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4.1 out of 5 stars
431
4.1 out of 5 stars
The White Tiger
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Price:£5.69


on 6 June 2017
I would describe Aravind Adiga's debut novel as razor sharp satirical social commentary exposing the political corruption, economic inequality and grave injustices of life in modern India. This is a rags to riches parable with an evil twist. The humour is as black as the sewage water that runs through the slums of Bangalore.

The "white tiger" of the title refers to the story's narrator and anti-hero, Balram Halwai, a self described "social entrepreneur," whose amorality makes Gordon Gekko seem like Gandhi in comparison. The story unfolds in the form of a letter that Halwai is writing to the visiting Chinese Premier, Wen Jiabao (at the time this book was published in 2008) in which he regales the story of his "entrepreneurial education," in order to best illustrate the truth behind the myth of "the new India."

Suffice to say, his journey of upward social mobility from the "Darkness" (i.e., the rural village with its landlord/peasant structure) into the "Light" (i.e., the glitzy urban city with its master/servant structure) is paved with subjugation, humiliation and, ultimately, revenge. This is a tale of the brutal underbelly of India's emerging economy, with its gleaming glass apartment towers, shopping malls, and call centres.

In a world in which there is an ever growing gap between rich and poor, in which elections can be rigged and those in power can be bought, this insightfully observed novel is an alarming wake up call.
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on 21 April 2017
One of the best and most important novels of the last fifty years. Its key images have the power and significance of Orwell's boot trampling for ever on a human face, yet he manages to combine the horror with original and thought-provoking comedy. A must for going beyond Passage to India or Best Exotic Marigold Hotel but even more important for its view of the capitalist world and its inevitable consequences.
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on 27 August 2017
This is an unusual and fascinating story written in the first person by an Indian untouchable whose only hope to escape his humiliation and sense of worthlessness to be alarmingly simple but ruthless. Four stars rather than five because it is a piece of bleak amoral realism.that left this reader uneasy and a little depressed .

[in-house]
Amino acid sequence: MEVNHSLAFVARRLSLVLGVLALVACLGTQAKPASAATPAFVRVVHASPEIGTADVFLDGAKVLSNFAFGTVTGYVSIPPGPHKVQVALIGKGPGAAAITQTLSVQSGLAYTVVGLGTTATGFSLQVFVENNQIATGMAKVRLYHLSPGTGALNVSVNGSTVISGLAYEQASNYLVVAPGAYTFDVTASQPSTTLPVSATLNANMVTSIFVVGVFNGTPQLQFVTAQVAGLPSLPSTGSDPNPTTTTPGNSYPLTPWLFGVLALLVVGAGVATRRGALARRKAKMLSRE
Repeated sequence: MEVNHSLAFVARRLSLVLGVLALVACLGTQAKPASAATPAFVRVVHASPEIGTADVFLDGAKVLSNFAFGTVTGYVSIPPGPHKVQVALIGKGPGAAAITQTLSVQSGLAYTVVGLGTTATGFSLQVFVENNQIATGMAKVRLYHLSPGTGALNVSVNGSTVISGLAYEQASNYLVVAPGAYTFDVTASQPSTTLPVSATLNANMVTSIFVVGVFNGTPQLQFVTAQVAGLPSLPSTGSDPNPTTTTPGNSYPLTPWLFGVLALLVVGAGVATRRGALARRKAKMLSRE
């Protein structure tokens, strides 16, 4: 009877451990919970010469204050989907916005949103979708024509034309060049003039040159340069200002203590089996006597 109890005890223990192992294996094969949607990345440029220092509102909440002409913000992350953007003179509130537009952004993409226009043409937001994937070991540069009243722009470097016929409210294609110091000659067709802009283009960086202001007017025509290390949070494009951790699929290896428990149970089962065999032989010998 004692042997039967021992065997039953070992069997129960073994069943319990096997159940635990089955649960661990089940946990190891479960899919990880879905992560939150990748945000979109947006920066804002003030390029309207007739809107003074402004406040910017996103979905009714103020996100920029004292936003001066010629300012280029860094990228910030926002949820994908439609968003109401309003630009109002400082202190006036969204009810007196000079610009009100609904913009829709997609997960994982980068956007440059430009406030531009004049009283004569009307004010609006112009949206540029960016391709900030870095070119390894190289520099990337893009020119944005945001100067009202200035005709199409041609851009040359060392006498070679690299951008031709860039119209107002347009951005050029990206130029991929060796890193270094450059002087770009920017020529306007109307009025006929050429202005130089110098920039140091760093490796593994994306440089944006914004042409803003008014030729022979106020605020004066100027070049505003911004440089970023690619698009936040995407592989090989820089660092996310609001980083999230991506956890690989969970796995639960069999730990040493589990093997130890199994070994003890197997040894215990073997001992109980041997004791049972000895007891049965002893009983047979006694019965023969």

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on 9 August 2017
An enjoyable and light read, with a great plot and interesting characters. I love the insight this book gives to another culture and its fascinating customs. A peak behind the curtains in India
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on 8 July 2017
I loved al, the detail in this book. After reading it I feel like I have physically seen the locations, the events, the characters - -and deep into the twisted psyche of the narrator. Not an easy read but highly recommended.
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on 4 October 2017
Best described as in satisfactory and readable condition.
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on 8 November 2016
A worthy winner of its laurels. This novel exposes the faults and suffering in the heart of contemporary India. Well paced and witty it hints at the future of globalisation for all of us unless we manage to change our collective responses to each other.
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on 28 April 2014
This gives an interesting account of life in India, where the author grew up. Does he really have to commit murder in order to have a good life?
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on 15 January 2015
An great insight into the culture and an interesting novel.
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on 18 November 2014
Good story. Not edge of the seat, but entertaining.
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